Adherence to Fire Safety Laws
Violating laws is very common in our country. Most states in the country have fire safety laws that are archaic in nature but even complying with that should be welcome for a start. Many buildings in India do not adhere to the National Building Code and do not have fire clearance certificates. If we observe the fire accidents in the last year, many of these have happened in buildings that violate fire safety laws.
For this to be curbed, we require periodical inspections to check if our buildings are fire compliant. And since in many states, even the fire departments are not empowered to conduct these inspections, the challenge is larger than it appears.
Rapid Urbanization of our cities
Rapid urbanisation has given way to the construction of a lot of high-rise buildings across Indian cities. Firefighting in a high-rise building is much more complicated, as the firefighters have to cover a great distance vertically. Even the evacuation process is more cumbersome.
A key solution to this, as mentioned above, would be the strict compliance with the National Building Code across the country. A five-year blueprint should be created, as we at Beyond Carlton did, for Bengaluru in partnership with the Karnataka Fire & Emergency Services. This should cover all aspects of fire safety - building fire capabilities, review regulations and compliance, awareness creation, along with key milestones.
Lack of resources in fire departments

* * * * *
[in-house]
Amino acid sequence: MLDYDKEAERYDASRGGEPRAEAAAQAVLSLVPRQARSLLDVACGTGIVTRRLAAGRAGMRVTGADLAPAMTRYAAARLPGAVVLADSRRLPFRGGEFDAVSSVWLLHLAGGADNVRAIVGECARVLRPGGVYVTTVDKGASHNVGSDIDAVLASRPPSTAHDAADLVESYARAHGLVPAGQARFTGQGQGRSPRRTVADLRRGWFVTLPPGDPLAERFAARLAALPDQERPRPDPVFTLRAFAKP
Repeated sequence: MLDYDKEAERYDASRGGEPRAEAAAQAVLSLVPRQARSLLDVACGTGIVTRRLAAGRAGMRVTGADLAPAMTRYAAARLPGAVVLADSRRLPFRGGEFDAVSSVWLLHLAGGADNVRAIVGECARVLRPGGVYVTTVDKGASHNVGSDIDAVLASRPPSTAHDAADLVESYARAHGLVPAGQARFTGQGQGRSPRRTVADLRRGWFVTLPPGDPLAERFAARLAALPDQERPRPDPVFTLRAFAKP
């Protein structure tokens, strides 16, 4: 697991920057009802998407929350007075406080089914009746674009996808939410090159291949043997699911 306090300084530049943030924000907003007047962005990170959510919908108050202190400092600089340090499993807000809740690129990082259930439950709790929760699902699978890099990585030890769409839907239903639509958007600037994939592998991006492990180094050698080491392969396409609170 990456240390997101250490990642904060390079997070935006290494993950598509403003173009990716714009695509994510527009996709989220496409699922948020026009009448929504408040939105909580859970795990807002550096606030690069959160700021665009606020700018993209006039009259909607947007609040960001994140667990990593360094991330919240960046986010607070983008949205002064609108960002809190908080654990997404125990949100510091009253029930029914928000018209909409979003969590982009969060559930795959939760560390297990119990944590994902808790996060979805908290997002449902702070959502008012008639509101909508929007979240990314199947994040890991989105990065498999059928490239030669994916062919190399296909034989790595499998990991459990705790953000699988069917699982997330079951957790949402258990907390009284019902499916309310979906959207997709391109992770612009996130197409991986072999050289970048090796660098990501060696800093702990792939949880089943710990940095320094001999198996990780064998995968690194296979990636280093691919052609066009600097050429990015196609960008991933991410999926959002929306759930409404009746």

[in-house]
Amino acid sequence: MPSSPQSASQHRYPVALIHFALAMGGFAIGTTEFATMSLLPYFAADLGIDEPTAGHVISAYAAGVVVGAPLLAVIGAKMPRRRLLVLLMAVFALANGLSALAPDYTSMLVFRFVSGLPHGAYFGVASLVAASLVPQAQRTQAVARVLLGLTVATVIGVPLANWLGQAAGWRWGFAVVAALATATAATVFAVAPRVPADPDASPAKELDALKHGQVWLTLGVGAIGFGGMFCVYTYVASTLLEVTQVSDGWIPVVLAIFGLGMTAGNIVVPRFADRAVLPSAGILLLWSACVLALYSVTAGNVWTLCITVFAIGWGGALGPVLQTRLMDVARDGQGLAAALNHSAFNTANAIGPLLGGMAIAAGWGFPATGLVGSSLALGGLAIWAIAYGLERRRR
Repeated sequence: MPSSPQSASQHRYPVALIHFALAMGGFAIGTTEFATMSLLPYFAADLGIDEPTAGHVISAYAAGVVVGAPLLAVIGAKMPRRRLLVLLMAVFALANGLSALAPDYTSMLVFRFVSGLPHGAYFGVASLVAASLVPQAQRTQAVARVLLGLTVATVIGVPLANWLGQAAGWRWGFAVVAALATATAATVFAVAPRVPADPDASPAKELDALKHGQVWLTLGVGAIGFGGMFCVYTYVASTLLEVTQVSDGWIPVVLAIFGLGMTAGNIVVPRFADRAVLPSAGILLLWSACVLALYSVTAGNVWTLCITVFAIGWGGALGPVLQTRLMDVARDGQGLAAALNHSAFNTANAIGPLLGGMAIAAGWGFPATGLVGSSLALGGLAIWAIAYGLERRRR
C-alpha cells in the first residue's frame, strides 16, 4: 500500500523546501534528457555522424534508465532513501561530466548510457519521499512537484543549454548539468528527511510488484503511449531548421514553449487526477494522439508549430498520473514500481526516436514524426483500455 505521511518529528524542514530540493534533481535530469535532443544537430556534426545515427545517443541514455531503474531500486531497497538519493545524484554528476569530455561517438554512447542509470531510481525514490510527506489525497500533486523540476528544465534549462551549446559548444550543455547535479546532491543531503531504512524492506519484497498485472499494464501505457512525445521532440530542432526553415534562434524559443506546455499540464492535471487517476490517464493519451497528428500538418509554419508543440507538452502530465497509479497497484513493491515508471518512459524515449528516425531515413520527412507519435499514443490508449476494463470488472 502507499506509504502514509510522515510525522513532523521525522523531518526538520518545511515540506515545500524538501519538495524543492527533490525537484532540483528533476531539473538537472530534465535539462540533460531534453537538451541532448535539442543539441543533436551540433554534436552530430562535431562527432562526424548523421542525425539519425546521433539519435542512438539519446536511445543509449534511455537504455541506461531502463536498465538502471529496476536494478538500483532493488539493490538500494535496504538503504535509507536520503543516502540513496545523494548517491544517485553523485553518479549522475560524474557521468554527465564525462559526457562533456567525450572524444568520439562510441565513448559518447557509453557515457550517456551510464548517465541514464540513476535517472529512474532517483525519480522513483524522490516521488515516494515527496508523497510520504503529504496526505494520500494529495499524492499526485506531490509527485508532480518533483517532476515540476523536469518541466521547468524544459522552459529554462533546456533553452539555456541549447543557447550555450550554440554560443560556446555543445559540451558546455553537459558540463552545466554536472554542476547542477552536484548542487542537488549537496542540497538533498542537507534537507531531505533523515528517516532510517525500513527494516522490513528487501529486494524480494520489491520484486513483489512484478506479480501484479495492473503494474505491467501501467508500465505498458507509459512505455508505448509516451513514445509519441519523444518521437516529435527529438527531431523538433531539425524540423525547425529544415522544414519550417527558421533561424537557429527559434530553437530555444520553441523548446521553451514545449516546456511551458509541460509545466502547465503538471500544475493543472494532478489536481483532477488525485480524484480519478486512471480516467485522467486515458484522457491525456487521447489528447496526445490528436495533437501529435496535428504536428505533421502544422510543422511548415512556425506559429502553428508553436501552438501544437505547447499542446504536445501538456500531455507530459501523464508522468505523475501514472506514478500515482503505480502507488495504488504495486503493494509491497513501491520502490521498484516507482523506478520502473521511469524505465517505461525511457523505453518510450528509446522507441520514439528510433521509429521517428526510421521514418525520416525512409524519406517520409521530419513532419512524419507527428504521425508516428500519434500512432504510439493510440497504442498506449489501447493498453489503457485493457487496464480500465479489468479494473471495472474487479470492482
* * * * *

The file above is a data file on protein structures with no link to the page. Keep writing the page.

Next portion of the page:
Firefighting in high-rises require sophisticated firefighting equipment. In our country, the fire departments are not geared with the best equipment to match the pace of growth of our cities.
Fire departments struggle with human resources. According to published reports, in a city like Delhi, there is a 50 percent shortage of firefighters. Governments need to place fire safety as a priority and review budgetary spends. Increased allocation for equipment, training, filling vacant posts needs to be prioritised.
What can we do as responsible citizens?
The most important bit is to be aware of safety laws of our states and cities. This should be supported by a complete knowledge of fire safety measures. Going a step further, each one of us, must take the initiative of educating others around us.
When you’re out in public spaces, it’s your responsibility to check if the place is fire safe. In case it is not, do not hesitate to question the management about it. In the end, never be nonchalant, because a fire can happen anywhere, anytime and to anyone.
Unless we begin to address all the aforementioned issues, we may just witness one more fire soon, in which someone’s loved one – a father, a mother, a sister, or a friend – will be claimed mercilessly.
(Uday Vijayan is the President of Beyond Carlton, India’s first citizen led fire safety movement that is working on improving fire safety in India www.beyondcarlton.org. Views are personal.)